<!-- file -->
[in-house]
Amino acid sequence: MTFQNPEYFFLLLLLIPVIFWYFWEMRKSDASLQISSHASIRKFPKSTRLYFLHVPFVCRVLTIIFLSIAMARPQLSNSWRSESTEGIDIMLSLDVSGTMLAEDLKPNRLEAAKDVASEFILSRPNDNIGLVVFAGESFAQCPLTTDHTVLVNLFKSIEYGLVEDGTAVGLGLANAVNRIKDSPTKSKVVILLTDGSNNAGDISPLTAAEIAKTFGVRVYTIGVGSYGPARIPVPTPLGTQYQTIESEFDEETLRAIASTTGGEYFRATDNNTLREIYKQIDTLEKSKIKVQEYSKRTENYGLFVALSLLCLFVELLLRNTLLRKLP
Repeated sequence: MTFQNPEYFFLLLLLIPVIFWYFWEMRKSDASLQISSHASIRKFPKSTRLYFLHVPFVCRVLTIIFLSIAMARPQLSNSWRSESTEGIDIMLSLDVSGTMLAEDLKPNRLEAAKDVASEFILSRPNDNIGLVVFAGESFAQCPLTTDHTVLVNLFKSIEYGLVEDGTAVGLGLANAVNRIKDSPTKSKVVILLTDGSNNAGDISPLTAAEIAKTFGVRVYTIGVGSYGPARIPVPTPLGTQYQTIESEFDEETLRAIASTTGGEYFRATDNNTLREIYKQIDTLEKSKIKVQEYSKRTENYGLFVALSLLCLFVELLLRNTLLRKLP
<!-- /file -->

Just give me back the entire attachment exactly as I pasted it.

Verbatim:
[in-house]
Amino acid sequence: MTFQNPEYFFLLLLLIPVIFWYFWEMRKSDASLQISSHASIRKFPKSTRLYFLHVPFVCRVLTIIFLSIAMARPQLSNSWRSESTEGIDIMLSLDVSGTMLAEDLKPNRLEAAKDVASEFILSRPNDNIGLVVFAGESFAQCPLTTDHTVLVNLFKSIEYGLVEDGTAVGLGLANAVNRIKDSPTKSKVVILLTDGSNNAGDISPLTAAEIAKTFGVRVYTIGVGSYGPARIPVPTPLGTQYQTIESEFDEETLRAIASTTGGEYFRATDNNTLREIYKQIDTLEKSKIKVQEYSKRTENYGLFVALSLLCLFVELLLRNTLLRKLP
Repeated sequence: MTFQNPEYFFLLLLLIPVIFWYFWEMRKSDASLQISSHASIRKFPKSTRLYFLHVPFVCRVLTIIFLSIAMARPQLSNSWRSESTEGIDIMLSLDVSGTMLAEDLKPNRLEAAKDVASEFILSRPNDNIGLVVFAGESFAQCPLTTDHTVLVNLFKSIEYGLVEDGTAVGLGLANAVNRIKDSPTKSKVVILLTDGSNNAGDISPLTAAEIAKTFGVRVYTIGVGSYGPARIPVPTPLGTQYQTIESEFDEETLRAIASTTGGEYFRATDNNTLREIYKQIDTLEKSKIKVQEYSKRTENYGLFVALSLLCLFVELLLRNTLLRKLP